Three years later she began efforts to reenter the job market, attending an orientation session, taking classes on preparing a résumé and cover letter to assist her in finding a job and subsequently submitting job applications to various retail companies. The employer challenged the Board’s award of benefits during the time period she had reattached to the labor market. The court agreed that she had to demonstrate her inability to obtain work was due to her causally-related disability, as opposed to her age, economic conditions or other factors. It found the Board’s decision to award claimant wage replacement benefits during the period of her labor market reattachment was not supported by substantial evidence.
Worker’s estate entitled only to portion of posthumous schedule loss of use award – New York
In Matter of Estate of Youngjohn v Berry Plastics Corp., an appellate court noted that when an injured employee dies without leaving a surviving spouse, child under 18 years old or dependent, only that portion of the employee’s schedule loss of use (“SLU”) award that had accrued at the time of the death is payable to the estate. That rule applies even when the SLU award is posthumous.
Temporary worker cannot maintain tort suit against borrowing employer – New York
In Ferguson v. National Gypsum, a temporary worker was injured while working for National Gypsum and filed suit seeking damages. The Appellate Division’s 4th Department found the claim was barred by the exclusive remedy provision of the Workers’ Compensation Law based on the special employer concept. Since National had complete and exclusive control over the manner, details and results of the injured worker’s work, the court said the company was his special employer and enjoyed immunity from civil liability.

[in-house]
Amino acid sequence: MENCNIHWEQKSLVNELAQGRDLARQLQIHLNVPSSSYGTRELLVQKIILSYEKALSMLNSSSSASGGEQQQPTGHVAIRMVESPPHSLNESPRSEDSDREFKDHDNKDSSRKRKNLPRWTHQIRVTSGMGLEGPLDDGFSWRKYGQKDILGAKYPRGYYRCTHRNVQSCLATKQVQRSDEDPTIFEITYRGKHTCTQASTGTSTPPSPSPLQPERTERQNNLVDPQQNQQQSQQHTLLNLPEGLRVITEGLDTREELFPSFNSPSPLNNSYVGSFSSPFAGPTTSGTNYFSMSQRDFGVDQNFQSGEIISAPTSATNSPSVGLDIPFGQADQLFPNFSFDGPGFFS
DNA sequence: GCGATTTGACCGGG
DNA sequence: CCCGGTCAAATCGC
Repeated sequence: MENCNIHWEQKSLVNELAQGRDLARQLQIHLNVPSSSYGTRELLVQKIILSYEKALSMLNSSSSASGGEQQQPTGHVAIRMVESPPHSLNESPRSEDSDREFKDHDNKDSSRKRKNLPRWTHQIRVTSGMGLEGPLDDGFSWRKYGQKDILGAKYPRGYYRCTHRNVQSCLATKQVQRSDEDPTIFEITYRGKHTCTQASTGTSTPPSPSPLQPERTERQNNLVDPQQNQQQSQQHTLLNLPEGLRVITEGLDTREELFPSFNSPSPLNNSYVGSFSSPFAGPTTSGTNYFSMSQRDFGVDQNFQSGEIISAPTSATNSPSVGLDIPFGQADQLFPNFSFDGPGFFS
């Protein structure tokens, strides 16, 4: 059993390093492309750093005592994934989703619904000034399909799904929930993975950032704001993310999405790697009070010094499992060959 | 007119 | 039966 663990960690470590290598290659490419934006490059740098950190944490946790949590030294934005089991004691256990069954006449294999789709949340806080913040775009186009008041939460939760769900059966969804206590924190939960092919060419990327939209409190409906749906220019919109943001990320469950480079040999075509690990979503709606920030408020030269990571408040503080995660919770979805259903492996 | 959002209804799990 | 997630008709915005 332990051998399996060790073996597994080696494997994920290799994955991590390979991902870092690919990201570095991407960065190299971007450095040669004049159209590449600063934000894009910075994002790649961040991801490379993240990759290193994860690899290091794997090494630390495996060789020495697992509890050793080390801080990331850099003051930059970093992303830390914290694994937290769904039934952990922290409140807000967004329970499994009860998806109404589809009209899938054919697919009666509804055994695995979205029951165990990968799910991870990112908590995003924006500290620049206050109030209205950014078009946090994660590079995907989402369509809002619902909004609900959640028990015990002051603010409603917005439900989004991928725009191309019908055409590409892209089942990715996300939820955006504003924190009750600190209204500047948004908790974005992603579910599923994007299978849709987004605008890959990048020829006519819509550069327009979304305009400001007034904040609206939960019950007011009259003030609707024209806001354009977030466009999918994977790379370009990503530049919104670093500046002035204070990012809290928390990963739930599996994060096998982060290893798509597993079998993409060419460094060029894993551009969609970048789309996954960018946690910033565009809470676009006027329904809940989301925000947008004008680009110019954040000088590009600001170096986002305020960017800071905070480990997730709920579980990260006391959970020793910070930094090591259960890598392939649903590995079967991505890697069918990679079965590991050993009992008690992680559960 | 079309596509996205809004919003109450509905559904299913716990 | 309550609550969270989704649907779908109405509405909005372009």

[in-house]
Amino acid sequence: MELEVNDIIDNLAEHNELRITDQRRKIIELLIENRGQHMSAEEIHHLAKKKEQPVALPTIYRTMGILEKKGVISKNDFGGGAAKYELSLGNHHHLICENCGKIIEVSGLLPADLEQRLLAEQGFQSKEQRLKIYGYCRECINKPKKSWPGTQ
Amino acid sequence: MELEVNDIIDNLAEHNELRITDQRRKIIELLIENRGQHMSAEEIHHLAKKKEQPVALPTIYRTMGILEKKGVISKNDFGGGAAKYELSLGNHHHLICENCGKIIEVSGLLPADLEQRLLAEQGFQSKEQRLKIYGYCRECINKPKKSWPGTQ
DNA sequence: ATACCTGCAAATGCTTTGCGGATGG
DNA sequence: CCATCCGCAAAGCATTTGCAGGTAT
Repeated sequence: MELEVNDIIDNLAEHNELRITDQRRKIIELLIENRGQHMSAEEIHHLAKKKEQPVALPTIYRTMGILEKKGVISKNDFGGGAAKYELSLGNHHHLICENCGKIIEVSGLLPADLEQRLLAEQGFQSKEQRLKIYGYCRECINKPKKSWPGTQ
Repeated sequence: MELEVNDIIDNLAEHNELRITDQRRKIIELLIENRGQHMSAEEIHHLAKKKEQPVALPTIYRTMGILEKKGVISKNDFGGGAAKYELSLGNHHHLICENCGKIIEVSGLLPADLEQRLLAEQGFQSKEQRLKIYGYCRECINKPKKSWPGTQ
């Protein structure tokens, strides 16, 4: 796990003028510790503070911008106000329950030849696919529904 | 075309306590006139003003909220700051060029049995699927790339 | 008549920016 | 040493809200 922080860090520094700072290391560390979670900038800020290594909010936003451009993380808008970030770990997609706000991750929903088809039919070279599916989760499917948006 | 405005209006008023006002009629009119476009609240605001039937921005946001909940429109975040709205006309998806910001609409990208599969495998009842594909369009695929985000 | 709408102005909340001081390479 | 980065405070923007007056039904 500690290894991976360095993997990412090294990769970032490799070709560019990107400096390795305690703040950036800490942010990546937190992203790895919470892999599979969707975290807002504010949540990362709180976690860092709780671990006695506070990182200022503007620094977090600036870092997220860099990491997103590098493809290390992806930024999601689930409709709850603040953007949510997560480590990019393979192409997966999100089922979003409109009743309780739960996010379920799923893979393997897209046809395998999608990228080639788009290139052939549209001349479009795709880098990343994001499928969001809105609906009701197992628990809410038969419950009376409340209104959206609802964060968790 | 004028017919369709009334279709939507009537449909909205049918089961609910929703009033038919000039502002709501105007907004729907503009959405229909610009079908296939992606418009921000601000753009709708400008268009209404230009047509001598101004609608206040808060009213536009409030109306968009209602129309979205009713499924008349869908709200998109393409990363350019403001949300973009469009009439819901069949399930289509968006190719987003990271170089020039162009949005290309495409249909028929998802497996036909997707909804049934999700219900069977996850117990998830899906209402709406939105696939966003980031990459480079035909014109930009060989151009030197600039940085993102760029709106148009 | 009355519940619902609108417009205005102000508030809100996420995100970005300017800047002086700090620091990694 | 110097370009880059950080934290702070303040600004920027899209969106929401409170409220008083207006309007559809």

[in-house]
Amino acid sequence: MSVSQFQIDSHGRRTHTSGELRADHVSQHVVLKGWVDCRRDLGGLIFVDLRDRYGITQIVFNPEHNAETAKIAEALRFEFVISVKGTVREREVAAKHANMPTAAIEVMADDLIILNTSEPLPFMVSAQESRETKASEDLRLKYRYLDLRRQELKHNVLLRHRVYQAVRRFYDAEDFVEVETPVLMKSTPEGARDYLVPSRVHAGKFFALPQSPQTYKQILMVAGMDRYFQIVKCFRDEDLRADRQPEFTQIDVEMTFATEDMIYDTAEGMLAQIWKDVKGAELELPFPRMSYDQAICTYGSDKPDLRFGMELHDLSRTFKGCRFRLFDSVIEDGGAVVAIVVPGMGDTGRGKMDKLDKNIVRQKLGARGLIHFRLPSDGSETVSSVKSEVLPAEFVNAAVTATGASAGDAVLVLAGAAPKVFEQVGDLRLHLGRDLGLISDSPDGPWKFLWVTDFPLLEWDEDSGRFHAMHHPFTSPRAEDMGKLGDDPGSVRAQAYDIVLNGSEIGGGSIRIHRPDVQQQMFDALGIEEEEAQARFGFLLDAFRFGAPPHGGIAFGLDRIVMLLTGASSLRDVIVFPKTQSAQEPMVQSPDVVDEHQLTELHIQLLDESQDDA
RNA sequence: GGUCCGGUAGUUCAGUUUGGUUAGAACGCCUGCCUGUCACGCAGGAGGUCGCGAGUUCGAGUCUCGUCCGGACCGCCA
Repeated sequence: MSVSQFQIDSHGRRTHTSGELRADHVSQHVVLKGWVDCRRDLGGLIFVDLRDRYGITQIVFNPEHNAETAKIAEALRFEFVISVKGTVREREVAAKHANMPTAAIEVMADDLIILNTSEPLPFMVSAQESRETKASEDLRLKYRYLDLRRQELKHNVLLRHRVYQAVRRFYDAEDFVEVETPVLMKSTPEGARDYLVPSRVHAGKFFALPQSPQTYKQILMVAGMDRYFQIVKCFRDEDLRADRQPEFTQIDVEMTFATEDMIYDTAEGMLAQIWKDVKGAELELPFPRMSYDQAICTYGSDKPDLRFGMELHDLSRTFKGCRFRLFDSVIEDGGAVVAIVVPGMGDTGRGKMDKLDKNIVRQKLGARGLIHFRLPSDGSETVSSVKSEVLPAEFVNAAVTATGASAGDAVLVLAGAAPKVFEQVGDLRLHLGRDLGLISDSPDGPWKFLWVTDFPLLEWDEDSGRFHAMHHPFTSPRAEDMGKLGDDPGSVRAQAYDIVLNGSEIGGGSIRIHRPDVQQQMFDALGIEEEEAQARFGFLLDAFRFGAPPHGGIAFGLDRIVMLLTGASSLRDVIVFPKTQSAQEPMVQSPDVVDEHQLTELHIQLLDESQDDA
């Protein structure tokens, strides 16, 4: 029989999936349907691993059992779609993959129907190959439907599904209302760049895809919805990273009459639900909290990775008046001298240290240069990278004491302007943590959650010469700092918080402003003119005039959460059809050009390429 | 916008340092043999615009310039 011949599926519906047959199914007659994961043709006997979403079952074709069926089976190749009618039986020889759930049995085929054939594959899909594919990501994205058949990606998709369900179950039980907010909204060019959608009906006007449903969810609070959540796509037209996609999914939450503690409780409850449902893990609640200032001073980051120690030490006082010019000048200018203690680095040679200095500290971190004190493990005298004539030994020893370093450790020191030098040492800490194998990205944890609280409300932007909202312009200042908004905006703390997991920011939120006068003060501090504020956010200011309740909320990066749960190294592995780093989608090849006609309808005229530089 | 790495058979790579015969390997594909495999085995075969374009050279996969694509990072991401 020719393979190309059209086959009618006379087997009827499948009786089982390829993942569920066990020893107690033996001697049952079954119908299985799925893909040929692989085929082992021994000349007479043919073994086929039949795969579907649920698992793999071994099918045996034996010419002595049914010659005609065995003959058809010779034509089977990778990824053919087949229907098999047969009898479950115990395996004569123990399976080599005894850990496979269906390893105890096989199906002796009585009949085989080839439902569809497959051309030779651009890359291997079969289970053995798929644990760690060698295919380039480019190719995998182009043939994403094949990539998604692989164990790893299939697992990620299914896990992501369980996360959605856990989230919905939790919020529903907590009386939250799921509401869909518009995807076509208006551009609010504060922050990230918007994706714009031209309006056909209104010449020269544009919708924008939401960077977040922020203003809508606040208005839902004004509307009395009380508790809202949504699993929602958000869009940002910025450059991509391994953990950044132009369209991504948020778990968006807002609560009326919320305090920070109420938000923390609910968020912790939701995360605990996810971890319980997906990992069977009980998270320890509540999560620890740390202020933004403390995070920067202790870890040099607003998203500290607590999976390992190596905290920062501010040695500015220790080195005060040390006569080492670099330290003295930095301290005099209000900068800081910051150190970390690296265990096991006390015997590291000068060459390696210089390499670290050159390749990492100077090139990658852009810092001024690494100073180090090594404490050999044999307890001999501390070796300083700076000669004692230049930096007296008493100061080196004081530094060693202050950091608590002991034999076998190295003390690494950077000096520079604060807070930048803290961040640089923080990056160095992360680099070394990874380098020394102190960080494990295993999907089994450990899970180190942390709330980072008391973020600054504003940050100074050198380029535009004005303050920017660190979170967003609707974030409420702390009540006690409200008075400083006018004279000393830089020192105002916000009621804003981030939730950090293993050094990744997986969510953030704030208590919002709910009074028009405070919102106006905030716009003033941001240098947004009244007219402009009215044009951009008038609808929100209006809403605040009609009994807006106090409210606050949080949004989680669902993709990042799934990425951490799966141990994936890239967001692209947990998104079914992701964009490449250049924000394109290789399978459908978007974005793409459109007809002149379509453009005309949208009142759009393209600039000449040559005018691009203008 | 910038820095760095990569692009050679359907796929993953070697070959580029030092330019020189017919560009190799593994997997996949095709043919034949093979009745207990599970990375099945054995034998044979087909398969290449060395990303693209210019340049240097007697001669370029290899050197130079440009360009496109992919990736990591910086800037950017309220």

Family of worker killed cannot sue in civil court – North Carolina
An appeals court ruled that workers’ comp is the only recourse for a family of a mechanic crushed to death while repairing a machine at a plywood manufacturing plant. The deceased was hired by a staffing agency, but the manufacturer controlled the worker’s day-to-day work activities, controlled the work the worker performed and paid him an hourly wage. Therefore, the plywood manufacturer was the worker’s special employer and it could not be liable in a wrongful death action. – Estate of Belk v. Boise Cascade Wood Prods., L.L.C.